Black: Yeah, Altoids … and barbiturates.
Q: James said you and he just went for it and committed.
Black: Yeah, it’s only funny if it’s real. It’s sort of silly, then it turns into something dumb that you’ve seen before.
Q: You guys first met when you guest-starred on an episode of “Touched by an Angel,” where you played drug dealers. Have you been friends since then?
Black: Yeah, we worked on that in the mid-‘90s, and we really didn’t keep in touch. It wasn’t until this movie that we were like, “Oh yeah, we have worked together before!”
Q: Could you talk about your own experience with reunions?
Black: I went to my 20-year reunion and had a good time, but there was some anxiety, some of those old feelings that come rushing back and, suddenly, you’re a teenager again.
Q: Did your classmates change much?
Black: Yeah, the (hot) people were still hot.
Q: Did you go to a large high school?
Black: For my last two years of high school, I went to a little private school for the arts and sciences called Crossroads in Santa Monica (Calif.). I don’t remember how many people were in my class but not that many.
Q: What was it like working with Kathryn Hahn, who plays your wife?
Black: She’s so funny. It’s a super dark movie. It’s a comedy but it comes from a very dark part of the psyche. Just to have her around sort of lit up the days we were shooting. Once she would come onto the set, everyone would have a smile and a more positive outlook because you can get dragged down a lot when you’re doing scenes about a turd that no one likes. So, to have her there, was magic. She’s so great.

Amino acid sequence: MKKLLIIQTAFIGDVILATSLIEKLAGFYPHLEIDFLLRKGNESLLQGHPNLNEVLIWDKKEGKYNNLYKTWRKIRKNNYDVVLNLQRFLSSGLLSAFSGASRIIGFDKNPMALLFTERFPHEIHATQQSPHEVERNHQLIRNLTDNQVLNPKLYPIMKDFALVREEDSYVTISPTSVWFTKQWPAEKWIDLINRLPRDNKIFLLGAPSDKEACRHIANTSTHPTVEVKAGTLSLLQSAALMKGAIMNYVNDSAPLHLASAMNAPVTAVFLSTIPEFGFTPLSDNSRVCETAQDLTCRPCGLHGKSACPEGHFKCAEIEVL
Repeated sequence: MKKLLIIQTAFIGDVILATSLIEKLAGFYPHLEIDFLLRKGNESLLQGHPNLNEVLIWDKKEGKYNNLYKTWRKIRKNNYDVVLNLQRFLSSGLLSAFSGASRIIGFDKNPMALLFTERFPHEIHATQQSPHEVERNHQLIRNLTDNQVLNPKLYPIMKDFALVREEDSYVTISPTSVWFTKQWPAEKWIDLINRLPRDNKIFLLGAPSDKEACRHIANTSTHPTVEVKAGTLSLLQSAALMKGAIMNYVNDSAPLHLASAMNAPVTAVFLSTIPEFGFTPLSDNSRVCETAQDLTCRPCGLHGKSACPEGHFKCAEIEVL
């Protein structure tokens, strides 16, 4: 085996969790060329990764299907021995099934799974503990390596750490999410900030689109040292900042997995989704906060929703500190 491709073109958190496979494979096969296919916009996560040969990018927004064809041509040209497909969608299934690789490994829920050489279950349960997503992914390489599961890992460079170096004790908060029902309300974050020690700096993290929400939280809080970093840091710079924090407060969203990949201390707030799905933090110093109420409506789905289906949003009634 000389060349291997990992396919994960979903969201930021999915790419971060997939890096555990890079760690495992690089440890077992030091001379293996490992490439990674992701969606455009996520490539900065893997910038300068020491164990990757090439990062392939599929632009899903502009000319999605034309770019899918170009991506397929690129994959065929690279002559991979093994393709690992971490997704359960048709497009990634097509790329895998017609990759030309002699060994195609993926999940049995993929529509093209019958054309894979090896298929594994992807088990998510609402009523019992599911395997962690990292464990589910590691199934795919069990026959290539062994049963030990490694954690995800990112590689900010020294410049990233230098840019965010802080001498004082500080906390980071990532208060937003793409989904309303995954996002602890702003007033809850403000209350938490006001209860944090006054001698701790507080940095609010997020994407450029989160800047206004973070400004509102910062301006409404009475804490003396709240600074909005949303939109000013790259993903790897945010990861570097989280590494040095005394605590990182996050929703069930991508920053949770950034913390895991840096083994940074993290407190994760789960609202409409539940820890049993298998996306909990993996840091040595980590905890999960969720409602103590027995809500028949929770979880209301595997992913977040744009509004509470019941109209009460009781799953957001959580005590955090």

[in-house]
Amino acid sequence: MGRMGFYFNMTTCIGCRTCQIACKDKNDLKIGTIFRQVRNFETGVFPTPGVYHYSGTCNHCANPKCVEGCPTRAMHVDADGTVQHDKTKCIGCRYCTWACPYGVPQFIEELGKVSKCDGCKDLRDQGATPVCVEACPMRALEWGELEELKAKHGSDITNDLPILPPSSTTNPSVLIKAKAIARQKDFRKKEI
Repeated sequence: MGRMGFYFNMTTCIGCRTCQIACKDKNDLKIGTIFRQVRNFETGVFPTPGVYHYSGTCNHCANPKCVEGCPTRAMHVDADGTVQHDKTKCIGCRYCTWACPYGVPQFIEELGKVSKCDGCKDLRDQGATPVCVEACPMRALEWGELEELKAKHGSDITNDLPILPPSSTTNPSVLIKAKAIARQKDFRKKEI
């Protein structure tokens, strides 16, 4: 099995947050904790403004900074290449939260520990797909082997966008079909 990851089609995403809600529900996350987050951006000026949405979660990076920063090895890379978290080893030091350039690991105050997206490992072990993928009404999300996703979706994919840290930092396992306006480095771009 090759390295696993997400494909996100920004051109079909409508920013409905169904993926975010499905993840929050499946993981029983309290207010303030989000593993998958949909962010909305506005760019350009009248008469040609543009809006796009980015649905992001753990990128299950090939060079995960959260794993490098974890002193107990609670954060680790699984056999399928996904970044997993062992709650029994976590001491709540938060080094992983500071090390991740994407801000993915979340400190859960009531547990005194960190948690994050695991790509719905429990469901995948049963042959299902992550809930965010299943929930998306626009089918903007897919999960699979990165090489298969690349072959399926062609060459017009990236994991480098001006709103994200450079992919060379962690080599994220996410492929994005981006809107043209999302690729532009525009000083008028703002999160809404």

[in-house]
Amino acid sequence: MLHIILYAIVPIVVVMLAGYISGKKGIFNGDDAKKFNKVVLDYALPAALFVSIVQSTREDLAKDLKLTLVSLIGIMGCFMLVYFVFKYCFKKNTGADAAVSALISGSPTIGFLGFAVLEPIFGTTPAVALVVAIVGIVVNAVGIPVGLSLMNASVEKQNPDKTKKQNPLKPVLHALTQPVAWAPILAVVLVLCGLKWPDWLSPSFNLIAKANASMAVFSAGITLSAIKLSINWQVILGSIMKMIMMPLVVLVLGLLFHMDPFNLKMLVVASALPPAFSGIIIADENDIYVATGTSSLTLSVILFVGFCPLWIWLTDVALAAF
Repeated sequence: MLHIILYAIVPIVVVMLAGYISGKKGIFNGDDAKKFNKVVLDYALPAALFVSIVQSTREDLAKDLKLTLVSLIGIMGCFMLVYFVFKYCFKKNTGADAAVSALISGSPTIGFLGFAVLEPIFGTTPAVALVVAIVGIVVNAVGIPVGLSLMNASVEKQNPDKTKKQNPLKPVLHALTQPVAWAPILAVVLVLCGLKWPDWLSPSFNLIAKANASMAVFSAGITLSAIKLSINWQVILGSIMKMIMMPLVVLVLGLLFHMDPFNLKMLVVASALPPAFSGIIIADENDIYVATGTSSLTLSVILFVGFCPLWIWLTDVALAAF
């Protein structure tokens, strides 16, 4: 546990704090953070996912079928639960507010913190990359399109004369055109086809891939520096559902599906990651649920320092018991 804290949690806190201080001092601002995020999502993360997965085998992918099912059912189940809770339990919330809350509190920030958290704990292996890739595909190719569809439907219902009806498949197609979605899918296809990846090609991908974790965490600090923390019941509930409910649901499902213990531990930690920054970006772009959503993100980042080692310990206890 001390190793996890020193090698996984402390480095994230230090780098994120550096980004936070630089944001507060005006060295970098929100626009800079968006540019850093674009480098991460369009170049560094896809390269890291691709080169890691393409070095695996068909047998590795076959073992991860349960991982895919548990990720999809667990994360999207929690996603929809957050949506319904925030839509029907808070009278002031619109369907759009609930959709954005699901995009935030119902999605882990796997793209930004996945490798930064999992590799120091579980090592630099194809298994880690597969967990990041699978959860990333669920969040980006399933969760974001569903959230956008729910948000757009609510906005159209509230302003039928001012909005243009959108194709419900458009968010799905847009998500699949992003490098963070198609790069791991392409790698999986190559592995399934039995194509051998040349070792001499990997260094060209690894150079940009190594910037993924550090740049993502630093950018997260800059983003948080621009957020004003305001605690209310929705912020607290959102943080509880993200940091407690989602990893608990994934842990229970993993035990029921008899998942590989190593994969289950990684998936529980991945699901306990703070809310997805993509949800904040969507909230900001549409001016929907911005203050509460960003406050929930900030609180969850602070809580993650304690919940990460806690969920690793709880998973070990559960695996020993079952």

Q: You had some fun scenes with Jeffrey Tambor, who plays your technologically clueless boss. Do you know people like that in real life?
Black: Yeah. Members of my family can’t deal with technology.
Q: Your character’s tech-savvy, though. The Apple watch recently hit the market. Are you interested in an Apple watch?
Black: You know what? Somebody said it, and I think it’s true; it’s all about fashion. It’s not really about the technology. It’s easier to do that than to pull a phone out of your pocket to see what time it is. And it can be whatever you want it to be. I guess that’s the cool thing. (He mimes changing setting on an Apple watch.) It’s a Mickey Mouse watch. Now it can be this watch. What do you want it to be? I want it to be a Rolex, and it looks like a Rolex. That should be one of the apps.
Q: What was your big break into show business?
Black: The first one that gave me the taste was a commercial when I was 13 years old, which was 1983. That was for an Atari game called “Pitfall.” The kids at school saw me in that commercial, which was my whole mission, so it was “mission accomplished.” They recognized me and I was super-famous and popular for about … two days. And then, magically, it went right back to the way it was before—not so popular. That’s when I got the (acting) bug and I knew I had to get more. It was like a little taste of crack.
Q: Have you had a fan encounter where you don’t know who’s come up to you and they seem to know you?
Black: I just kind of spin it around and talk about them. It gets uncomfortable to talk about myself. (I say) “What’s happening with you?”
Q: Is there a character you’d like to play that you haven’t yet?
Black: There are a couple cooking that I would like to make but I can’t tell you because sometimes those things get stolen. I had one stolen. I wanted to make it so badly. I was flapping my gums about it all over town and I know that’s why he got the idea.
Q: What was it and who was it?
Black: He shall remain nameless.
Q: Any genre you’d like to do next?
Black: I’d like to make a scary movie. I’ve got one for kids coming up. A real scary movie, like “The Shining.” I’d like to do a rock opera.
Q: You’ve got “Kung Fu Panda 3” coming up. What can you say about it?
Black: I think it’s going to be the best one so far. That’s all I can say.